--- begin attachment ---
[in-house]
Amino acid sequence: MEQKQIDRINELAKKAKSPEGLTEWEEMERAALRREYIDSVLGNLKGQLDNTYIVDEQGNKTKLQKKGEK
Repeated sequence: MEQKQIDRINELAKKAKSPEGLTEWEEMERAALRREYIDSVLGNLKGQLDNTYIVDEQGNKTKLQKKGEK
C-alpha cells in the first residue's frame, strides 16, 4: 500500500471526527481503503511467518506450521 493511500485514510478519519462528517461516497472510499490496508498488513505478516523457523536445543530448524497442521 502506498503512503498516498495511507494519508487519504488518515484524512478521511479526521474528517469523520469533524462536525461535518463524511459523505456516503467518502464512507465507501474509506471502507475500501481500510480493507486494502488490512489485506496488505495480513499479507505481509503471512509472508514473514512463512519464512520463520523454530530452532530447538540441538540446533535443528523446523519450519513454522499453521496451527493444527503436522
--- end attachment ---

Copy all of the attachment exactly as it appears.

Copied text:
[in-house]
Amino acid sequence: MEQKQIDRINELAKKAKSPEGLTEWEEMERAALRREYIDSVLGNLKGQLDNTYIVDEQGNKTKLQKKGEK
Repeated sequence: MEQKQIDRINELAKKAKSPEGLTEWEEMERAALRREYIDSVLGNLKGQLDNTYIVDEQGNKTKLQKKGEK
C-alpha cells in the first residue's frame, strides 16, 4: 500500500471526527481503503511467518506450521 493511500485514510478519519462528517461516497472510499490496508498488513505478516523457523536445543530448524497442521 502506498503512503498516498495511507494519508487519504488518515484524512478521511479526521474528517469523520469533524462536525461535518463524511459523505456516503467518502464512507465507501474509506471502507475500501481500510480493507486494502488490512489485506496488505495480513499479507505481509503471512509472508514473514512463512519464512520463520523454530530452532530447538540441538540446533535443528523446523519450519513454522499453521496451527493444527503436522